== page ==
VA recognizes September as Suicide Prevention Month

In observance of Suicide Prevention Month, the U.S. Department of Veterans Affairs (VA) encourages Veterans, community leaders, co-workers, families and friends to #BeThere — to help prevent suicide — by being present, supportive and strong for those who may be going through a difficult time.

As part of this approach, VA is working closely with The White House and other partners to implement the President’s Roadmap to Empower Veterans and End a National Tragedy of Suicide or PREVENTS.

“This September, and all year, I encourage everyone to take a moment to be there for Veterans in need.” said VA Secretary Robert Wilkie. “One act of thoughtfulness can make a big difference and may even save a life. That’s why, VA is proud to work on initiatives like PREVENTS, to prevent suicide and find innovative ways to deliver support and care to all 20 million U.S. Veterans whenever and wherever they need it,”

The PREVENTS roadmap, initiated by an executive order signed by President Trump in March 2019, will serve as an important tool for promoting research, community engagement — and collaboration in the public and private sector — and ultimately, for ending Veteran suicide.

Suicide is a complex, national public health issue that affects communities nationwide, with more than 45,000 Americans, including more than 6,000 Veterans, dying by suicide every year.

Suicide is preventable, and special training is not needed to prevent suicide. Everyone can play a role by learning to recognize warning signs, showing compassion to Veterans in need and offering support. Listed are actions anyone can take to Be There:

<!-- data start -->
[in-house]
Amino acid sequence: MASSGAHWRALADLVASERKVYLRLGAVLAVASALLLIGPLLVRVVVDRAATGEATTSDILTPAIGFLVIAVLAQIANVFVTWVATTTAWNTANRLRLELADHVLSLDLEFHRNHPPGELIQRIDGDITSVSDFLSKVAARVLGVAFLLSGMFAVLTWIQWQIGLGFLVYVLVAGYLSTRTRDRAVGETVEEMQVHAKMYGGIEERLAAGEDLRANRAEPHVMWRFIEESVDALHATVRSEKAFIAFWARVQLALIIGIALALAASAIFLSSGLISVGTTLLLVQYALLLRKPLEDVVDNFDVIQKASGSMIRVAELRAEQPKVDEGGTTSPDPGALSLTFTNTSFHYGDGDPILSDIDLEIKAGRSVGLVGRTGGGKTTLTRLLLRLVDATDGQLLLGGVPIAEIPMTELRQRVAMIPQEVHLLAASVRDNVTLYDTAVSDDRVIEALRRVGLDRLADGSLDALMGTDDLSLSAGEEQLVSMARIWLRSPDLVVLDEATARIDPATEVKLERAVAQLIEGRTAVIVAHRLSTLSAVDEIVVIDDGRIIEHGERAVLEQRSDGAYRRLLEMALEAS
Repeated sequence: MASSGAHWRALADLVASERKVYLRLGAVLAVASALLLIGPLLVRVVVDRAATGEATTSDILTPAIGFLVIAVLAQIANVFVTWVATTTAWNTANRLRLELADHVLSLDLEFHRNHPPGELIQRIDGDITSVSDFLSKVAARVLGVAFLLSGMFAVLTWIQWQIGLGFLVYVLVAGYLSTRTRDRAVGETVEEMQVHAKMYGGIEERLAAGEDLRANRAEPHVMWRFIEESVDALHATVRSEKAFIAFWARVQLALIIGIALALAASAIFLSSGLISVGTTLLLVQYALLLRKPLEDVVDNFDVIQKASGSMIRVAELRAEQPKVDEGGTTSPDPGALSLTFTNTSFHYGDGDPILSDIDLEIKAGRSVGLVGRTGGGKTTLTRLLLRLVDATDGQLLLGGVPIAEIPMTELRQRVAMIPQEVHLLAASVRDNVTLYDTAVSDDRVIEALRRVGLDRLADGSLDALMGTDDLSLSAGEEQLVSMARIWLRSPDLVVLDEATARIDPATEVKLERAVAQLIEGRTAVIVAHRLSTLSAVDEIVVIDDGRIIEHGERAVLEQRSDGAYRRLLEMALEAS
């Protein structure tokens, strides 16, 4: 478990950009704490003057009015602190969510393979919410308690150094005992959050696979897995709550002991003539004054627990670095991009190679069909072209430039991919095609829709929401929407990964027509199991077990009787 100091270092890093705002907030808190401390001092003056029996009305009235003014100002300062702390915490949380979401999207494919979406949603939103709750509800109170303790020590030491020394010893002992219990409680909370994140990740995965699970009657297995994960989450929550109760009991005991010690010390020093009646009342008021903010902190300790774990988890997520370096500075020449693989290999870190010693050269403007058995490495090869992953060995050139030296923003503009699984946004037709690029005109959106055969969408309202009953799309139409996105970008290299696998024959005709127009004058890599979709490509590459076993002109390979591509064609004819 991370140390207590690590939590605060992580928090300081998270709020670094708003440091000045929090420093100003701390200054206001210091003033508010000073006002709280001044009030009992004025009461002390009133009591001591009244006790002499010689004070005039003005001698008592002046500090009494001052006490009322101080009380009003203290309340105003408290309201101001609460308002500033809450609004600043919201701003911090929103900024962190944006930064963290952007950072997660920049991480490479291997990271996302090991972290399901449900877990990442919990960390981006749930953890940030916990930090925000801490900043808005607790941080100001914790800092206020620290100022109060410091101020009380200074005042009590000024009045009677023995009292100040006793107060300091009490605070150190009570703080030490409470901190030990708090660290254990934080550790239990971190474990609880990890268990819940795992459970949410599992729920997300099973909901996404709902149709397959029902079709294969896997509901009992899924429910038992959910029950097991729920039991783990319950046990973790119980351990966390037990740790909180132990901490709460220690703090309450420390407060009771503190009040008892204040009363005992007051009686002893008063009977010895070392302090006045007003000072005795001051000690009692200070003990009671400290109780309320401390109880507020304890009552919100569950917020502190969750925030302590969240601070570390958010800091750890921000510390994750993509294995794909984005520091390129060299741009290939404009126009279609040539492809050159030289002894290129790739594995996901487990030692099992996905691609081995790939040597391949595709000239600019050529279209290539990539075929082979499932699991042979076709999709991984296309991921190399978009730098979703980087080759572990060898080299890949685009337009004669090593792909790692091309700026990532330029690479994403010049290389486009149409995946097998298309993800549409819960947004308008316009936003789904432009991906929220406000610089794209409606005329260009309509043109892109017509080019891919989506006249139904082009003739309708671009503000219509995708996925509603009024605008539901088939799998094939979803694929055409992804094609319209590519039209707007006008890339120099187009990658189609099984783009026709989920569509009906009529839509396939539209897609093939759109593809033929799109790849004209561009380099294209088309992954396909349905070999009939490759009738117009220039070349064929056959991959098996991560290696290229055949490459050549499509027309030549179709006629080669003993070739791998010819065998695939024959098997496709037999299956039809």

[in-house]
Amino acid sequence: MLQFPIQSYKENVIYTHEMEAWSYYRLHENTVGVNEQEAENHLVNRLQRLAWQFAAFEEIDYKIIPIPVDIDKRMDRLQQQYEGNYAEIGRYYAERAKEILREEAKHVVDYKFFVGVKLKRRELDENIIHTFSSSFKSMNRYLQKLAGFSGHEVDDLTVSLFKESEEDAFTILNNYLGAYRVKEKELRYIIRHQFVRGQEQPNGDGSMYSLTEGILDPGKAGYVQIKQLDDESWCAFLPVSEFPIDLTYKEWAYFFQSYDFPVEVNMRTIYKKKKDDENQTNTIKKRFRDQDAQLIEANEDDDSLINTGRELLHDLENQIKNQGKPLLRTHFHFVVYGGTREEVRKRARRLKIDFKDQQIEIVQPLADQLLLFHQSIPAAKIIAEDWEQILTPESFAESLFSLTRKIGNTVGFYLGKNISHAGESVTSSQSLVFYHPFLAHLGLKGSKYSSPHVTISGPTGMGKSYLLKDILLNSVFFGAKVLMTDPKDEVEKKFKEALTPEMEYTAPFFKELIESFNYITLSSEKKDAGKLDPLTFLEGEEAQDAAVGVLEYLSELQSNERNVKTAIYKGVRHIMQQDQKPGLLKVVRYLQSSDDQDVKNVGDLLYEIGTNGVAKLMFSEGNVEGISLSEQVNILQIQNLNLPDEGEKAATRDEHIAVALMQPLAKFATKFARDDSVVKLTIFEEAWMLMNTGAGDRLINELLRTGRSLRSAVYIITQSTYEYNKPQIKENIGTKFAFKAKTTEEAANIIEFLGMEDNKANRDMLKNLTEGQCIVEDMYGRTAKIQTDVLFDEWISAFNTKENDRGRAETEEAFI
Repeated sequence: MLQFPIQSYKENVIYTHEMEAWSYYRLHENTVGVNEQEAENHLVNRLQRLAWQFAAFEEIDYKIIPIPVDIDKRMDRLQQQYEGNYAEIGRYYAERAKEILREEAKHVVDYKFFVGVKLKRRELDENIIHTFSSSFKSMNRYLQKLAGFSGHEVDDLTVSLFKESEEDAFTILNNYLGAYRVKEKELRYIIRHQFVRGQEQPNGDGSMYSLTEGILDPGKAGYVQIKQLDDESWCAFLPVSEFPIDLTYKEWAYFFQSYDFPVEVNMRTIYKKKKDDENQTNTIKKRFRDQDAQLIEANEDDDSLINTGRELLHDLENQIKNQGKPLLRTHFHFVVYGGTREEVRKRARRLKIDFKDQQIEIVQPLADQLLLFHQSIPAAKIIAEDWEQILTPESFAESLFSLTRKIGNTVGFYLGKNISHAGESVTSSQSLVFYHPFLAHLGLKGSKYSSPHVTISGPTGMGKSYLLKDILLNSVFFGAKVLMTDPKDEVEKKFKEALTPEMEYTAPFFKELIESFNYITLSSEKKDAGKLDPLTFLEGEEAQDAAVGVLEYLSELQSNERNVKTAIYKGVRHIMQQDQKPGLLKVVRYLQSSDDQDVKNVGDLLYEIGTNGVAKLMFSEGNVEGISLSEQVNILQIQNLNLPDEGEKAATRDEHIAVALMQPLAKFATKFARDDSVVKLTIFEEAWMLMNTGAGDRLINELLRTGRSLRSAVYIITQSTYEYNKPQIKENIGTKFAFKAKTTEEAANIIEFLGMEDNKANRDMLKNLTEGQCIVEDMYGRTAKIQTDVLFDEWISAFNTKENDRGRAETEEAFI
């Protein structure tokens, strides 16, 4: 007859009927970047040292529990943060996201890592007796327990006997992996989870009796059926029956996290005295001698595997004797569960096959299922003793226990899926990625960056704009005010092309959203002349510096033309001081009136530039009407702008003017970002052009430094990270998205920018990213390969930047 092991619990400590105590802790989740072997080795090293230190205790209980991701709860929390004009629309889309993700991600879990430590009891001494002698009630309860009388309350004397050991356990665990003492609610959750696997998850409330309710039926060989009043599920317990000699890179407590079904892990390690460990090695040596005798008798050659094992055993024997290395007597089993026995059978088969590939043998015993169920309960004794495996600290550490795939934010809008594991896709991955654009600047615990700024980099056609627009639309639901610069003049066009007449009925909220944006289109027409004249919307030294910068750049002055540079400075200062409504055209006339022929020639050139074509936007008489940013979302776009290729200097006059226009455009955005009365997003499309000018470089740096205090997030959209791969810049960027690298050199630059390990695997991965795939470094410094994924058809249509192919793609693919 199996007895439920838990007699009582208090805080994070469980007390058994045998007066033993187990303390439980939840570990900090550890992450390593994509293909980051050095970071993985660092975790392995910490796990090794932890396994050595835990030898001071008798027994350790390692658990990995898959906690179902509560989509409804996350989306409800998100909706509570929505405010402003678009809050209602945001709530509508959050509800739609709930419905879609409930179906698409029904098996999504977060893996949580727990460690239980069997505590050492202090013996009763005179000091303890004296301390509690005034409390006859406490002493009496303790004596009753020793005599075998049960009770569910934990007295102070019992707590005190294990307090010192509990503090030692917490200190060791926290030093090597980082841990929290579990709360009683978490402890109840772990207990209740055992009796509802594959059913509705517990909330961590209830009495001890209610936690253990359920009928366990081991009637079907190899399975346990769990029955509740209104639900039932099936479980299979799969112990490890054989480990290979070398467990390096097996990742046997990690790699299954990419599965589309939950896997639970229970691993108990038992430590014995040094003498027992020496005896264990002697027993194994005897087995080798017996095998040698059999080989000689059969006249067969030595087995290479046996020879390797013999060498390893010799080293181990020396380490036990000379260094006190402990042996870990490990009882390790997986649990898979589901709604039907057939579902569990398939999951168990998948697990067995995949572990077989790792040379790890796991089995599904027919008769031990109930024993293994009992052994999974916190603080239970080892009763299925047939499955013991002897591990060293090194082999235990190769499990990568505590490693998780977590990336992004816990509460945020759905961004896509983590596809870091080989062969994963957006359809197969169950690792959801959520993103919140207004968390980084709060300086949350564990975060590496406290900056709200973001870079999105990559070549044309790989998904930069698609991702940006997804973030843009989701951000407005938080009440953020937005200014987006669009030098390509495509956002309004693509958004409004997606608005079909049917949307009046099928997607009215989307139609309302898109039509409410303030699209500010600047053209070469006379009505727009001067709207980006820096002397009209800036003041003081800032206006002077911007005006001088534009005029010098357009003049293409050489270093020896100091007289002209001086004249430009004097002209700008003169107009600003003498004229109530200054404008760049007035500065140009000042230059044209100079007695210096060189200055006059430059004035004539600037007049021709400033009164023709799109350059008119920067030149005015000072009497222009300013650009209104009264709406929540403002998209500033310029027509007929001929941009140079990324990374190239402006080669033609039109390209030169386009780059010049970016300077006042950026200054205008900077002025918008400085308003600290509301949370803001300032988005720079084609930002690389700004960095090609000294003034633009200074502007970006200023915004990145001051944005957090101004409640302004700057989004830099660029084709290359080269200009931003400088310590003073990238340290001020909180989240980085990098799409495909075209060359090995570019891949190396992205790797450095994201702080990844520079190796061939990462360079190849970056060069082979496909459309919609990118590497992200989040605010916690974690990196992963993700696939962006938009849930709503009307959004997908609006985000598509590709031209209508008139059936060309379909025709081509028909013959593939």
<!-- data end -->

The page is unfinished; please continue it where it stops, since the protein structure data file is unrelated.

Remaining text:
• Reach out to Veterans to show them you care. Send a check-in text, cook them dinner or simply ask, “How are you?”
  • Learn the warning signs of suicide, found on the Veterans Crisis Line website.
  • Watch the free S.A.V.E. training video to equip yourself to respond with care and compassion if someone you know indicates they are having thoughts of suicide.
  • Check out VA’s Social Media Safety Toolkit to learn how to recognize and respond to social media posts that may indicate emotional distress, feelings of crisis or thoughts of suicide.
  • Contact VA’s Coaching Into Care program when worried about a Veteran or loved one. A licensed psychologist or social worker will provide guidance on motivating your loved one to seek support.

Learn more about the #BeThere campaign and access resources to help support Veterans at BeThereForVeterans.com.

Veterans who are in crisis or having thoughts of suicide, and those who know a Veteran in crisis, can call the Veterans Crisis Line for confidential support available 24 hours a day, seven days a week, 365 days a year. Call 800-273-8255 and Press 1, text to 838255 or chat online at VeteransCrisisLine.net/Chat.

Reporters covering this issue can download VA’s Safe Messaging Best Practices fact sheet or visit www.ReportingOnSuicide.org for important guidance on how to communicate about suicide.

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